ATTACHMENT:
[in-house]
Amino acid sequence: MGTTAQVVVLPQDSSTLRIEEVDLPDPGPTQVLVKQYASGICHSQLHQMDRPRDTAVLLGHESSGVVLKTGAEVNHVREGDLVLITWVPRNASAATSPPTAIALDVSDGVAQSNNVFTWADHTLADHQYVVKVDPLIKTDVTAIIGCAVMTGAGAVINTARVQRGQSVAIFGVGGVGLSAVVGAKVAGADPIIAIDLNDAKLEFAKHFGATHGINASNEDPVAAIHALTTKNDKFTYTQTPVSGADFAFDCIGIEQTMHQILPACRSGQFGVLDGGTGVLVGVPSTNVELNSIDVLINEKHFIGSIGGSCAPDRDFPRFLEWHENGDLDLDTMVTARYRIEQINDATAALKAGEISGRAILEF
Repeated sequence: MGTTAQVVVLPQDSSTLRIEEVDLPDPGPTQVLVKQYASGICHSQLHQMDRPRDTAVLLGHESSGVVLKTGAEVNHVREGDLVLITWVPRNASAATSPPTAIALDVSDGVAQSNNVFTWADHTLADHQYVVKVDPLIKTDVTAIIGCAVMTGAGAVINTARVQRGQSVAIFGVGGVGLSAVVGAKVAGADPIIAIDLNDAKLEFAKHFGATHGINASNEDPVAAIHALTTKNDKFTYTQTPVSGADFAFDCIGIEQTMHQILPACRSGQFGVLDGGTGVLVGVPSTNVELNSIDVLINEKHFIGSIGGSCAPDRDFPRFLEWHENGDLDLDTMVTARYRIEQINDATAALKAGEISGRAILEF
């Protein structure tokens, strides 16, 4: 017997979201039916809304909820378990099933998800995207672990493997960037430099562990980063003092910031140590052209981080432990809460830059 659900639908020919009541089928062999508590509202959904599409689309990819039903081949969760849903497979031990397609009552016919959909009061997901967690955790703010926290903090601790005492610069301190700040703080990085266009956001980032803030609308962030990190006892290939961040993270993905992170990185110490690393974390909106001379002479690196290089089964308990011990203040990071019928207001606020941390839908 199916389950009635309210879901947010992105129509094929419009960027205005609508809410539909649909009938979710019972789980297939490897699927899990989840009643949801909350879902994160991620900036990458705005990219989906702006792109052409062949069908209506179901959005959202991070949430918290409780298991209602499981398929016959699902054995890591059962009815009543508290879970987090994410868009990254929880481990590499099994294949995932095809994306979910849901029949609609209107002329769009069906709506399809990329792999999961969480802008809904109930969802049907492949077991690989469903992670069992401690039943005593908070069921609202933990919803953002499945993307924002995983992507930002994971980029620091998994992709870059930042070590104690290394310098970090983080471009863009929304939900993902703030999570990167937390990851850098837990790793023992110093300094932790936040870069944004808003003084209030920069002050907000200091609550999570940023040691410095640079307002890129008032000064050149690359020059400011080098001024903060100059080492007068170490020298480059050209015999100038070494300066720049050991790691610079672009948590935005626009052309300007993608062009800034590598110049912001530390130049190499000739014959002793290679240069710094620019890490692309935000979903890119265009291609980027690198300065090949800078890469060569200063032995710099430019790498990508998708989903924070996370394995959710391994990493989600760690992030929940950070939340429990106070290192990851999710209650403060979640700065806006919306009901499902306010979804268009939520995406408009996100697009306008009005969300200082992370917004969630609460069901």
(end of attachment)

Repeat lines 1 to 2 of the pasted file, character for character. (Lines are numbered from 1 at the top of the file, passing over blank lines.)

[in-house]
Amino acid sequence: MGTTAQVVVLPQDSSTLRIEEVDLPDPGPTQVLVKQYASGICHSQLHQMDRPRDTAVLLGHESSGVVLKTGAEVNHVREGDLVLITWVPRNASAATSPPTAIALDVSDGVAQSNNVFTWADHTLADHQYVVKVDPLIKTDVTAIIGCAVMTGAGAVINTARVQRGQSVAIFGVGGVGLSAVVGAKVAGADPIIAIDLNDAKLEFAKHFGATHGINASNEDPVAAIHALTTKNDKFTYTQTPVSGADFAFDCIGIEQTMHQILPACRSGQFGVLDGGTGVLVGVPSTNVELNSIDVLINEKHFIGSIGGSCAPDRDFPRFLEWHENGDLDLDTMVTARYRIEQINDATAALKAGEISGRAILEF